Below is the text of the maiden speech made by Eric Forth, the then Conservative MP for Mid-Worcestershire, in the House of Commons on 9 December 1983.
As I address the House for the first time, I am sure that right hon. and hon. Members who take a pride in identifying accents will quickly recognise that I have the honour to represent the new Mid-Worcestershire constituency.
I am delighted to be able to pay tribute to my predecessor in that constituency—Sir Herbert Whitely—who represented it from 1916. I suspect that even senior right hon. and hon. Members will not remember him. Although he is strictly my immediate predecessor it gives me greater pleasure to pay tribute to those from whom I have inherited my constituency. The first is my right hon. Friend the Secretary of State for Energy, who now represents the Worcester constituency, who is a distinguished member of the Cabinet and for some 22 years assiduously represented a part of what is now my constituency. The second is my hon. Friend the Member for Bromsgrove (Mr. Miller) who is a distinguished Back Bencher of great integrity who has worked hard on behalf of the people of Redditch. I am aware that I shall find it difficult to follow my distinguished colleagues, but I shall do my best to try to maintain their standards of representation.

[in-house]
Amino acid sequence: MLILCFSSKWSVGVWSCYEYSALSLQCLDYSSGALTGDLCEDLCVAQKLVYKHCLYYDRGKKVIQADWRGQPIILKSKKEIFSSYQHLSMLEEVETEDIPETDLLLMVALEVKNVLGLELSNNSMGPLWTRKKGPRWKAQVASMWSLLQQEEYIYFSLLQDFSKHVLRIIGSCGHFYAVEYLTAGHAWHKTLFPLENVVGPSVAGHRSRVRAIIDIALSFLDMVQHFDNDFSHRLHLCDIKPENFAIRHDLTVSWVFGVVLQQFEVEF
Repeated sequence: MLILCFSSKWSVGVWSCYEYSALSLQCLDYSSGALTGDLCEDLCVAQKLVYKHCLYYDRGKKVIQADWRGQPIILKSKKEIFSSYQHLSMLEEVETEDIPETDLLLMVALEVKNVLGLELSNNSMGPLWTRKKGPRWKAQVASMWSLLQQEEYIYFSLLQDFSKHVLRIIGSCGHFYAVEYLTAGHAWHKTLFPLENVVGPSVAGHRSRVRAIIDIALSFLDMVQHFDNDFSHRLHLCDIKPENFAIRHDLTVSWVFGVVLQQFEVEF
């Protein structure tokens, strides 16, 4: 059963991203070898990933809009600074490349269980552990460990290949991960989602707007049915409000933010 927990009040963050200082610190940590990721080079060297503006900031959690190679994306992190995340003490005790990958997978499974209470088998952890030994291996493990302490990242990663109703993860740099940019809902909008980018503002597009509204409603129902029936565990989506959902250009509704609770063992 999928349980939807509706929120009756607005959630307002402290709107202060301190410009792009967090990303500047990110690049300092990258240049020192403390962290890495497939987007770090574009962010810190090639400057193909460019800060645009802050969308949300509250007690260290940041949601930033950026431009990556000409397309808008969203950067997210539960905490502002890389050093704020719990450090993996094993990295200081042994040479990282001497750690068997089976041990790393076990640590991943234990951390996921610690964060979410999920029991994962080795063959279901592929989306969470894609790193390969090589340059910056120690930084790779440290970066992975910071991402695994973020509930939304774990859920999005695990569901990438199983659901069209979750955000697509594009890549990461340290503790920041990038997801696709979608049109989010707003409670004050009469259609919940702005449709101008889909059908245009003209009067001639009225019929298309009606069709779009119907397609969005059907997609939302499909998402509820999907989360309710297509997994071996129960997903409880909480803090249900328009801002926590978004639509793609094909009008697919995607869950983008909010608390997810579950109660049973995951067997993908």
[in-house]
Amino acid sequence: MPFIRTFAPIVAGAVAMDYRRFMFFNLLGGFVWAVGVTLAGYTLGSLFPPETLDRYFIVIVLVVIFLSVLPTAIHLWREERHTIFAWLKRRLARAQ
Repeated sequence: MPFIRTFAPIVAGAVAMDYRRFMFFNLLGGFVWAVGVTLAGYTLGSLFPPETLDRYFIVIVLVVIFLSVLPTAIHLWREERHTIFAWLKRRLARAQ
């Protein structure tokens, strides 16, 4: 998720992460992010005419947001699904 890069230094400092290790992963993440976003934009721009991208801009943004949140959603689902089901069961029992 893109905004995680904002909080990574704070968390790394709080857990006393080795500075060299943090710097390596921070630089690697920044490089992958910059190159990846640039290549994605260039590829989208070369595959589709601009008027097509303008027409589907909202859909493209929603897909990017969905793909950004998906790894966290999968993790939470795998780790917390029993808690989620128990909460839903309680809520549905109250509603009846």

My constituency was originally to have been named Redditch and Droitwich as those towns comprise about 85 per cent. of the electorate in Mid-Worcestershire. Redditch is one of the best examples of a new town. It is well planned and well built and has moved away from its traditional industry of needle making. It has diversified into several light industries and is ideally poised in the midlands to take advantage of the economic recovery that we are now experiencing. Droitwich has Roman origins and is now working hard to develop its tourist industry on the basis of its spa and the brine baths which were the origin of the salt industry on which it lived for many centuries.
I cannot leave the subject of my constituency without mentioning some of the villages. Hartlebury, Ombersley, Himbleton, Fernhill Heath and many others make up the new constituency of Mid-Worcestershire in the heart of England.